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What’s a guarantee worth to our aquifer?

 (The Spokesman-Review)
(The Spokesman-Review)
Frank Sennett Correspondent

Burlington Northern and Santa Fe Railway Co. continues to endanger our aquifer by operating its North Idaho diesel refueling station with an inadequate and compromised system for handling emergency spills. Every day that passes without a shutdown reminds me of a letter BNSF President & CEO Matthew K. Rose sent to the Kootenai County commissioners in 2000. He wrote, “I pledge to you personally that we will construct and operate our facility in an exemplary manner, ever mindful of the importance of the ground water resources.” I drafted a letter of my own this week, asking Rose to make good on his personal pledge. Here’s the text:

Dear Mr. Rose,

In 2000, you gave the people of North Idaho and Spokane your personal guarantee BNSF would build and operate its Hauser diesel refueling station in a way that protected the aquifer more than 400,000 residents rely on as their sole source of drinking water.

I am writing as one of those residents. Because we all need to know how you plan to honor your personal pledge to protect our drinking water, I will reproduce the text of this letter – as well as your response to it – in the column I write for The Spokesman-Review’s weekly 7 section. (I will not, however, be printing your home address. I favor civil discourse over irresponsible theatrics and do not wish to encourage harassment.)

The apology BNSF issued after discovering the waste-pipe spill was a good start. But for apologies and personal pledges to have meaning, they must be backed up with good-faith actions. If you agree, please explain how you will personally direct your company to deal with the following issues.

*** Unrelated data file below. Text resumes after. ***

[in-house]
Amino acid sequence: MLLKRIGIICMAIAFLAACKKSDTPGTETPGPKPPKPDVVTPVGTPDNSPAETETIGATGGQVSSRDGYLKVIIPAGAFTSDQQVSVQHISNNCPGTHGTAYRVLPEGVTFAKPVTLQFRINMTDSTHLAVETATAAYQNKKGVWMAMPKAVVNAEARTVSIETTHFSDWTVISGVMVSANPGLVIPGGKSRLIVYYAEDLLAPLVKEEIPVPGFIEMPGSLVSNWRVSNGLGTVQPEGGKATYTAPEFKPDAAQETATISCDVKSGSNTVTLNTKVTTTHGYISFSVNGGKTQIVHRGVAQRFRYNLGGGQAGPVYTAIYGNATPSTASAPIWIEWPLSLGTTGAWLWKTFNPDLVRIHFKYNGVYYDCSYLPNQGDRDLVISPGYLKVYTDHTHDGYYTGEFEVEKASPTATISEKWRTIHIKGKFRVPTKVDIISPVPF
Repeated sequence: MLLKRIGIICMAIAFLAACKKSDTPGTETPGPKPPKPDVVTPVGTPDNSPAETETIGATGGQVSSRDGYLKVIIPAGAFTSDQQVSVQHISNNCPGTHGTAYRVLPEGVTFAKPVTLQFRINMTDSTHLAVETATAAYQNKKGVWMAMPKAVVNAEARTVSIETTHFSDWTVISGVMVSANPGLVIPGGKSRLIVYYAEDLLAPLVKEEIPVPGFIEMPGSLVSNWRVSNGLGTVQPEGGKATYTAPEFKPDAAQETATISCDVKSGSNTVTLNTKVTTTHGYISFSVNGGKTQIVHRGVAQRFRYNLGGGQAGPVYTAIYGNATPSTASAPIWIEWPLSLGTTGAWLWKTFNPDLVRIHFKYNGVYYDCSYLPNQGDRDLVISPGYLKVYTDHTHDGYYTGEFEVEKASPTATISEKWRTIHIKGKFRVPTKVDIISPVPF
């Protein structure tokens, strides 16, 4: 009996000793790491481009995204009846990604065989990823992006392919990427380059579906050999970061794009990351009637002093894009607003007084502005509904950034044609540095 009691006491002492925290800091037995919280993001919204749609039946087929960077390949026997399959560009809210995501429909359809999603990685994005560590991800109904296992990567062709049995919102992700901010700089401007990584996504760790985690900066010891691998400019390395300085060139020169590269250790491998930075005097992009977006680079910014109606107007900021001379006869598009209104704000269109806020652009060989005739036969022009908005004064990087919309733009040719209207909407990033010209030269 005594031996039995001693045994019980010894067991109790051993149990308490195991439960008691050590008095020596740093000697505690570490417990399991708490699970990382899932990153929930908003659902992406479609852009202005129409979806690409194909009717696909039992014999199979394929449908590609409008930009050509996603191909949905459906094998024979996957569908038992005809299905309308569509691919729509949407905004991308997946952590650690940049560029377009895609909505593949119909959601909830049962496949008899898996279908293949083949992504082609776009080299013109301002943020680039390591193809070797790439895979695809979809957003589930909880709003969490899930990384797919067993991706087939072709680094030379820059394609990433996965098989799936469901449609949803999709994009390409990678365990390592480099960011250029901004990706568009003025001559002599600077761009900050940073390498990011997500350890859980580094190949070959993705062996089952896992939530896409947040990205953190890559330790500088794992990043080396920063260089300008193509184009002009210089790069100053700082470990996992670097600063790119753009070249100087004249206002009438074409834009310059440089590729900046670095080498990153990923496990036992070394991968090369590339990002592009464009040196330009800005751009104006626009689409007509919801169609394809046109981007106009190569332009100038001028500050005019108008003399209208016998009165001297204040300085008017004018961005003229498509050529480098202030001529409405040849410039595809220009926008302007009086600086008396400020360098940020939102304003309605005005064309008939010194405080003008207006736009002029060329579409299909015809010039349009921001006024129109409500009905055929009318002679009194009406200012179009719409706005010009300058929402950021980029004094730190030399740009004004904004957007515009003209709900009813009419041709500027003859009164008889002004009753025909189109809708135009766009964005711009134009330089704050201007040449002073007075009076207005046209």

1. Although initial tests indicated our drinking water was not severely impacted by the months-long spill, soil samples indicate high levels of toxic chemicals now sit above the water table. What will you direct BNSF to do to remove tainted soils before those substances can leach into the aquifer?

2. The refueling platform and holding tanks at the Hauser facility have been touted as using state-of-the-art technology. Yet your company directed wastewater between the platforms and tanks through standard PVC pipes. Those pipes, one of which has already leaked, are also supposed to handle major diesel spills at the depot. How, in good conscience, can you continue to operate the platform when a major spill now could literally poison our drinking water?

3. The conditional-use permit issued by Kootenai County stipulates that the refueling station must shut down if there is a spill. There has been a spill, and yet the station continues to operate. Will you personally direct BNSF to abide by the permit and cease normal operations until the railroad can remove tainted soils and install a state-of-the-art system for handling emergency spills? If not, why not?

4. BNSF has been slow to release test results and other information related to the spill. Will you pledge going forward to operate the Hauser facility in a more transparent and responsive manner?

I am not a lawyer, so I do not know if your written pledge makes you personally liable in a legal sense for any aquifer contamination caused by BNSF at the Hauser facility. However, we all have a moral and ethical responsibility to live up to our word. I call on you to do just that.

Thank you for taking the time to seriously consider these issues. I and more than 400,000 other citizens await your timely reply.

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